With a blown kiss and a smile, the young man left the Tarot booth and hurried once more on his way to London Bridge. Tilting his coin to catch the setting sun's orange glow, he looked closely at the metallic image of Queen Elizabeth's face. He winked at her, and as always, she winked back; he'd scratched off a fragment of the silver over her left eye, revealing just a speck of the darker metal beneath. The trick coin, which had more silver plate on one side than the other, was a counterfeit English shilling he'd fashioned with an associate while on a clandestine mission in the Netherlands the previous year. The fates are fickle. Better to manufacture your luck, than hope for it.
Luck of any kind was a precious commodity to him. After all, he was not just a writer in search of his muse. Young Christopher Marlowe was a spy in the queen's secret service...a spy with no idea that the old crone was right.
Copyright © 2004 by Leslie Silbert
Reading Group Guide
Discussion Questions for The Intelligencer
1) The action in this novel moves rapidly between Elizabethan England and modern times, shifting centuries with each chapter. How did this atypical structure affect your reading of the story? What does the juxtaposition of two time periods offer that novels confined to one period do not?
2) Christopher Marlowe is presented as a complex man: poet, spy, patriot, friend, and enemy. And while he doesn't follow many rules, his ultimate commitment to doing what he thinks is right never wavers. This becomes clear in chapter six: "It was a delicate balance to maintain-satisfying his handlers while operating according to his own set of principles-but somehow, he was managing it." What do you think of this policy? Given that Marlowe knows his delicate balancing act is "doomed to an unpleasant end," why does he persist? Would you?
3) Kate admits that she has always admired "the Cat," the burglar who initially tried to steal the manuscript. The Cat was described as a modern-day Robin Hood, stealing from the rich and giving the proceeds to charity. Do you think Kate would ever change teams and become a thief herself? She seems to relish the thrill of thwarting the bad guys; do you see her getting involved in other, perhaps not so legal, work? Do the connections between her character and the character of Marlowe help to answer this question?
4) Talk about the way that human nature is portrayed in this novel. Does it seem to change between Marlowe's day and the modern era, or do you see certain commonalities that transcend time? To what extent do you criticize a character like Robert Cecil, a man who will do anything to further his own interests? To what extent is he a product of his environment? What about his descendant, Cidro Medina? Do you consider it more forgivable to be a villain in what some might call a more villainous age?
5) While Marlowe and Kate are parallel characters in many ways, their cultures are not so similar. In fact, some might say that more comparisons can be made between Marlowe's England and Hamid Azadi's Iran. As noted in chapter 3, beneath the glitter, Elizabethan England was an "ugly police state," a Protestant theocracy similar in ways to the Islamic theocracy of today's Iran, which also represses and tortures religious and political dissidents. Discuss these parallels.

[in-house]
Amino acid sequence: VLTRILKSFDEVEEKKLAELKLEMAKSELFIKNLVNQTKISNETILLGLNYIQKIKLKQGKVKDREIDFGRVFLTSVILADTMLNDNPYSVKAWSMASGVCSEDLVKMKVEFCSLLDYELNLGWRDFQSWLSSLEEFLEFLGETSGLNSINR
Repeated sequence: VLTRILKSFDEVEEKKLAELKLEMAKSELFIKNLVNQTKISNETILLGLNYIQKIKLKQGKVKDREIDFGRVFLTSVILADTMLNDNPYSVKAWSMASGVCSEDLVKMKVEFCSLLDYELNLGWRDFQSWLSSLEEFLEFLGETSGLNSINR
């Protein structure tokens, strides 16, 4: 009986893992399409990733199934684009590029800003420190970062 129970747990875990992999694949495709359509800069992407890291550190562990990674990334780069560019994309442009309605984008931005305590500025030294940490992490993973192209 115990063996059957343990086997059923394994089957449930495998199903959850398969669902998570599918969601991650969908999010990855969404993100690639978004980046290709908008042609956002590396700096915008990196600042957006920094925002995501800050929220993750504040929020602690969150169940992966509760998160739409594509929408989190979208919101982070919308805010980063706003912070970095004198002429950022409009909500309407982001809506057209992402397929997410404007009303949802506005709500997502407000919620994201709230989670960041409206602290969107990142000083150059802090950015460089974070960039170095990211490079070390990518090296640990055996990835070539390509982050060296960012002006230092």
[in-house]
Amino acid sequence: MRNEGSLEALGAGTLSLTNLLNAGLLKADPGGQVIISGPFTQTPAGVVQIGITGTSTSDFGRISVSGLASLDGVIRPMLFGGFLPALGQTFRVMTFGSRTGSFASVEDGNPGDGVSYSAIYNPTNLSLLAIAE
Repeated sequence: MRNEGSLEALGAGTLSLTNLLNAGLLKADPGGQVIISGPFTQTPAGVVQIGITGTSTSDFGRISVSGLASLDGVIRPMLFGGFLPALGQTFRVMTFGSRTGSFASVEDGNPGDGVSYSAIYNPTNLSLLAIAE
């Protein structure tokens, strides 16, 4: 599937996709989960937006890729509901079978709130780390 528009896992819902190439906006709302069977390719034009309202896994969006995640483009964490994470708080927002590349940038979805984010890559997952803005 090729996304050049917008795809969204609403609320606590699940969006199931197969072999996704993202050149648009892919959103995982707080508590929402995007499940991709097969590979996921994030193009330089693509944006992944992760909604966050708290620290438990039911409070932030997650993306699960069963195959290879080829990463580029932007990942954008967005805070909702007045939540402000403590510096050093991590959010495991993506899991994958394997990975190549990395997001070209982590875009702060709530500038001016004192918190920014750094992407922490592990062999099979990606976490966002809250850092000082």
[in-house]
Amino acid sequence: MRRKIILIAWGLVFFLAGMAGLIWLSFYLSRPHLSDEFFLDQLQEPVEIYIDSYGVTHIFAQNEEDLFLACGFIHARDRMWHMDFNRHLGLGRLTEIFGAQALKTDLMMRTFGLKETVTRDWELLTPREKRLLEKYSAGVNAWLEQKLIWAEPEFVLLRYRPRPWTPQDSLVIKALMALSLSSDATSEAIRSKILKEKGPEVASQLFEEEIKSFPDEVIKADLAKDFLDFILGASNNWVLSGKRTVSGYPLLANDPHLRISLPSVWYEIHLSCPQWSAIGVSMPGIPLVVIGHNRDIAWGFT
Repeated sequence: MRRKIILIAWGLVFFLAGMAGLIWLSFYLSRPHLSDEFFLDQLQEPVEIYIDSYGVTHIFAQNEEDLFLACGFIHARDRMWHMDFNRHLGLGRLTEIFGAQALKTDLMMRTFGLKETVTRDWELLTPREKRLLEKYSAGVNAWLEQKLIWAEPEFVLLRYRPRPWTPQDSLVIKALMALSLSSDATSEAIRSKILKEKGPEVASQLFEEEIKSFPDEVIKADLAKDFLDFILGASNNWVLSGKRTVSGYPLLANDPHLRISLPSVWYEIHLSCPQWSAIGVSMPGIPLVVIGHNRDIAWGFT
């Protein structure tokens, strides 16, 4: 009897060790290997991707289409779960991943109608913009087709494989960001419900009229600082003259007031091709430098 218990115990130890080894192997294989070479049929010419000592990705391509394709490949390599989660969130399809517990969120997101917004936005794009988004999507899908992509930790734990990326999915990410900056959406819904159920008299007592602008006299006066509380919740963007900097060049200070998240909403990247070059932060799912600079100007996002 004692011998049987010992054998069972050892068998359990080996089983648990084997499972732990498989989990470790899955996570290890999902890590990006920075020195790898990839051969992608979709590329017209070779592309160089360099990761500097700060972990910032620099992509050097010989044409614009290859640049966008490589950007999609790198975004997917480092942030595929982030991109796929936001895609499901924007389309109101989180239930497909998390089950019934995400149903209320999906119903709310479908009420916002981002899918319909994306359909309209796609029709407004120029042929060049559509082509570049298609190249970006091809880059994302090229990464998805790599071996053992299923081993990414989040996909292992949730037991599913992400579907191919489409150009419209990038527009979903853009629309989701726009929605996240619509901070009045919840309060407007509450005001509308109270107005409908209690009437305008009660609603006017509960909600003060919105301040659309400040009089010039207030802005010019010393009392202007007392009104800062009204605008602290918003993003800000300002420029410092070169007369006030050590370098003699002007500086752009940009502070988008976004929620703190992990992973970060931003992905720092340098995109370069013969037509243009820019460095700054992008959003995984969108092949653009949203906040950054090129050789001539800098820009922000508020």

6) While backstabbing, thievery, and deception have been the norm for spies since the first days of espionage, there are glimmers of integrity in some of The Intelligencer's most unscrupulous characters. Even Robert Poley, a man who seduces married women for sport, is often characterized in a somewhat positive light: "Betrayal might be his livelihood and greatest form of pleasure, but when it involved someone he respected, he lost interest. And beyond that, he wanted to help whoever was trapped in the tangle of government plotting." What is your impression of Poley-is he a good man, or an inherently immoral character? What about Luca de Tolomei? In many ways, his grief-induced obsession with revenge is understandable. By the end of the novel, do you think he feels satisfied, or rather, avenged? Did you still consider him a villain? Do you see similarities between his character and that of Robert Poley?
7) By chapter 24, it is clear that both of Marlowe's employers are trying to bring about his doom. It's a different story for Kate. There's no question that her boss, Jeremy Slade, values her and wants to protect her. Do you think this is a reflection of certain differences between the intelligence services in Marlowe's day versus those today? Also, while the actions of Marlowe's bosses are clearly unforgivable, what about the lies that Jeremy Slade told Kate? Do you think Kate will forgive him in Silbert's next novel? What about her father, Don Morgan? Now that Kate has had her absolute trust in her boss shattered, do you think she'll keep working for the Slade Group?Do you think she'll take on Marlowe's policy of lying to his superiors and carrying out assignments how he sees fit?
8) Late in the novel, as Thomas Phelippes attempts to break into Essex's bedroom, we learn that, "He liked to surprise people now and then because you didn't really know someone if you only saw them the way they wanted to be seen." In what ways might Phelippes' secret habit inform a discussion on the nature of truth? Is it possible to ever truly know someone you've never caught in a private moment? Silbert shifts points of view frequently in this novel, allowing us to get to know most of the main characters and see the action and meet others through their eyes. Did you like this narrative structure? What do you see as its advantages and disadvantages when it comes to novels of suspense? Do you think it allows you to more fully "know" the characters, than does a novel told entirely from the first person perspective?
9) Kate told Medina that while in school, she studied the pursuit of secrets and forbidden knowledge in the Renaissance, focusing on the question: What type of knowledge was the most dangerous to pursue back then and why? Reflecting back upon the story, and Kate's discussion with Medina from chapter 17 in particular, what would you say was the most highly protected secret knowledge in Marlowe's day and what is it now? Who pursues it and who is the most threatened by its exposure? What is at stake for the pursuer, the government, and the culture if it is obtained and revealed?
10) Do you think it significant that the object that sets the modern-day adventure in motion is nothing more than an old manuscript? In chapter 7, as Kate and Max consider who might be trying to steal it, they discuss secrets with the power to transcend time. Kate speculates that the manuscript might contain evidence invalidating someone's claim to a valuable estate, while Max wonders if the secret in the manuscript is something that a government or church wishes to cover up. Were you surprised to learn what Jade Dragon was really after? In real life, do you believe there are secrets having nothing to do with the prospect of financial gain, for which people would kill, to keep quiet?